There is no way anyone could have prepared you for the exhaustion you feel now that you are a parent, am I right?
Nowadays you dread the start of a new day. Again dragging your feet through the thick fog of exhaustion; wondering when, if ever, you will feel rested again.
But the hardest part?
The real challenge?
Trying to be a nice mommy when you can barely recite your full name.
It’s just so hard to be present and patient with your kids.
Forget present and patient. It’s hard not to wrip into your kids just for blinking!
Because when you’re short on sleep, your brain simply can’t operate at an optimal level. And that means that you need to think longer and harder to execute the most simplest of tasks (think finding your keys or reheating last night’s dinner), forget about the more complicated tasks that require your kids’ cooperation.
But how can you contend with your kids’ endless needs and demands when you can hardly see straight?
Well, if you want to be kind to your kids, think of how you can be kind to yourself first.
Here are a few tips to get you started:
1. Think about what you need in order to make it through the day without saying or doing something you regret. When you’re tired, and your brain is not operating optimally, the smallest, most innocent move from one of your kids is likely to set you off. So before you get started with your day, think about what YOU need in order to do your best. Stop and take a moment to consider your state of mind and body and intentionally decide what changes you’re going to make in order to compensate for your exhaustion. Think nap, mother’s helper, take out; whatever it takes to help you pay less attention to the practical needs of your kids and more attention your and their emotional needs.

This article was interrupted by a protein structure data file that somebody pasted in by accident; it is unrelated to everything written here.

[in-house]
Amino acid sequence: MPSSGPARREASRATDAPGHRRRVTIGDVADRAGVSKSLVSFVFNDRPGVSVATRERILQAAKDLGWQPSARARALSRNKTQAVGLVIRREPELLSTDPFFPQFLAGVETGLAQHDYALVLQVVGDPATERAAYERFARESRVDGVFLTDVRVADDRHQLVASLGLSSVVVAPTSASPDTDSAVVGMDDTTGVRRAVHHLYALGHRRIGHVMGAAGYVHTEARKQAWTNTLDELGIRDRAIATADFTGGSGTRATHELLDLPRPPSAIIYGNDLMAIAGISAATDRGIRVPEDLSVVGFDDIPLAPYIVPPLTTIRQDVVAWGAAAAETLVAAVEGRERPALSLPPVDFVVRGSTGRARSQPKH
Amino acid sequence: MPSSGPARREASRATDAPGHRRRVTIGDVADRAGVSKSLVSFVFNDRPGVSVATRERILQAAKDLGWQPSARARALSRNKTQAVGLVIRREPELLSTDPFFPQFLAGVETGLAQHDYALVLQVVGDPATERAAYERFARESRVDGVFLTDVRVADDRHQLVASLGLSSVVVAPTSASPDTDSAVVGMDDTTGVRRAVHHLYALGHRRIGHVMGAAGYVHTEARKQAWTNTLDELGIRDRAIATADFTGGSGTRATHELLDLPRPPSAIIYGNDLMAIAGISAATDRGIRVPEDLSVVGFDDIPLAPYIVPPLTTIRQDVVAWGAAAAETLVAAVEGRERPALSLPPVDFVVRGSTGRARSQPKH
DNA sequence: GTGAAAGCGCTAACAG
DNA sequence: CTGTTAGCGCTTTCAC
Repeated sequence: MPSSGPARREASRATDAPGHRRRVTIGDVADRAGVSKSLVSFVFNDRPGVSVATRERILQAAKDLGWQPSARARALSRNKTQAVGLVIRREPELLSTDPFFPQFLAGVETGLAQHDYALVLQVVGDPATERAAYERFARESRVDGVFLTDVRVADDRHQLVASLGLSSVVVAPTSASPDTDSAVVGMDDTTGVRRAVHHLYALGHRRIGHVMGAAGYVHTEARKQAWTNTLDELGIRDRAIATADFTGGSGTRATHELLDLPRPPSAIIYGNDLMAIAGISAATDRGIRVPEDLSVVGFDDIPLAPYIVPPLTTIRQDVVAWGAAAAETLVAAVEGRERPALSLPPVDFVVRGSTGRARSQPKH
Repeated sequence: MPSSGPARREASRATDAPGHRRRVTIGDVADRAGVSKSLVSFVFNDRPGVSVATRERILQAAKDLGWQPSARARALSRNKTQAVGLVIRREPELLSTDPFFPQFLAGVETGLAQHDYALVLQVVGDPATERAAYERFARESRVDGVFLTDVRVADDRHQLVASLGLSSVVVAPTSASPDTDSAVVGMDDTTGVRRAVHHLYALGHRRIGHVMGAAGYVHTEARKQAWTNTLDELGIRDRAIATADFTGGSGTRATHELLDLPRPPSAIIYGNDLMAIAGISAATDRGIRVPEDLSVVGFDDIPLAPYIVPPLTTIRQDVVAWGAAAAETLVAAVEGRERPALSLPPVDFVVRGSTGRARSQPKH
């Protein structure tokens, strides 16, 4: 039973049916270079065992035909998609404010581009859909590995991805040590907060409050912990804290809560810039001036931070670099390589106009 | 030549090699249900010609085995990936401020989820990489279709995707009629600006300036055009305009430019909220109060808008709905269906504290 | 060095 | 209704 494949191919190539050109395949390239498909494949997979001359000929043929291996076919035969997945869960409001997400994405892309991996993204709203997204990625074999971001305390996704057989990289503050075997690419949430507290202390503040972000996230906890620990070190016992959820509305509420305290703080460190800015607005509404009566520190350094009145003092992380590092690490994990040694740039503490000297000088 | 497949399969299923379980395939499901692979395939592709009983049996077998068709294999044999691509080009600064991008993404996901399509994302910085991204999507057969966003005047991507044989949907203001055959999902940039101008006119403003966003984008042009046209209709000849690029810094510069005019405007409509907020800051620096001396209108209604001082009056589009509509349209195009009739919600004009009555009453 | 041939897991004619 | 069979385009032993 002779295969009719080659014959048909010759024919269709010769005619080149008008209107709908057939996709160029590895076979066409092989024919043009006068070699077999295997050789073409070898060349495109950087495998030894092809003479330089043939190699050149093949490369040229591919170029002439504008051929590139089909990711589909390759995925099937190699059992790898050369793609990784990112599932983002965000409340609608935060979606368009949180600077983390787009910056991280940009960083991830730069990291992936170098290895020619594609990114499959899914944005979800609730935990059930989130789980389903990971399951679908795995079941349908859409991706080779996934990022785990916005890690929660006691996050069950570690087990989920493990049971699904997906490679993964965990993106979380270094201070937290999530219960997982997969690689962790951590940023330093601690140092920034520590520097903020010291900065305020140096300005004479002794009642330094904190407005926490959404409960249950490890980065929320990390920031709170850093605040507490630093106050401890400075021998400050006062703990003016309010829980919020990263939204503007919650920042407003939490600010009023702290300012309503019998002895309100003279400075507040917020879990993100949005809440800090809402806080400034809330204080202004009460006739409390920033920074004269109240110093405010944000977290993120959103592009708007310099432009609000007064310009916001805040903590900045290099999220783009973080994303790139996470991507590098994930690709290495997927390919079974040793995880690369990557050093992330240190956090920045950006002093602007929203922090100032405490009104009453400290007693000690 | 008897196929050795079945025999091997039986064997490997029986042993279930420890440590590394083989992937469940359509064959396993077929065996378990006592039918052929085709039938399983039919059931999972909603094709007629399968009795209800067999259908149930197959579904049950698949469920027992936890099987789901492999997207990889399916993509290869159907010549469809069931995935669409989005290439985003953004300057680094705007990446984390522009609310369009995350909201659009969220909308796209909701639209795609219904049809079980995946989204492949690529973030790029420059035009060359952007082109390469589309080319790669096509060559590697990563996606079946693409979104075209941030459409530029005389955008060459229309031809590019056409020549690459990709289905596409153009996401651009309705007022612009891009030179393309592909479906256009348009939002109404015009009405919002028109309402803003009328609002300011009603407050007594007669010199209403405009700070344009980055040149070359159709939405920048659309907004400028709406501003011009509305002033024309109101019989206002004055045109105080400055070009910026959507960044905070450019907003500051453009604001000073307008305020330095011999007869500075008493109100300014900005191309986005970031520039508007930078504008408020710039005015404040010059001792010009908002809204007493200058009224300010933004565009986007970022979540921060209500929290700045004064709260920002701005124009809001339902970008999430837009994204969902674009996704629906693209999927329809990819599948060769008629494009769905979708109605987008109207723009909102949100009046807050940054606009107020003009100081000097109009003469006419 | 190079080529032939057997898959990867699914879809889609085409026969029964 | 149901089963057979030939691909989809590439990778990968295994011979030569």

2. Adjust your expectations of yourself. Let’s be realistic, you’re not at your best when you’re short on sleep, so stop thinking that you can do everything the same. Notice your exhaustion and try to accept that that is where you’re at in the moment. Respect your limitations and don’t expect more than you can actually achieve.
3. Adjust your expectations of your kids. Sometimes when we’re super tired, we mistakenly think that our kids can recognise our limitations and expect them to act accordingly. But let’s face it, they’re kids. Which means that they’re unlikely to notice your need for peace and quiet. So don’t be surprised if they continue to make the same demands of you. Try to acknowledge what they want and then admit that today you’re limited and offer an alternative.
4. Do less. That’s it- just do less. The laundry can wait, the dishes will be there tomorrow and you can call that person back. Your job is to conserve your physical and mental energy so that you can be as kind and caring to those who need you, despite your exhaustion.
5. Say less. I don’t know about you, but when I’m tired, I can really lose it and if I’m not paying attention, some really nasty things can escape from my mouth. So when I’m tired, I consciously try to say less and focus inward, paying more attention to recognising and attending to my immediate needs. Because when you care for yourself, you’re better equipped to care for others- even if you’re dead tired and irritable.
Seems simple. But I know it’s not.
Isn’t it funny (not), that when you’re to tired to blink, you actually need to work harder to not lose your cool.
But, if you accept that you are operating on a different wave length and adjust yourself accordingly, you can make it through to your next sleep with as little damage as possible.
Now it’s your turn:
How do you manage your interactions with your kids in the face of exhaustion?
Share your wisdom and leave a comment below.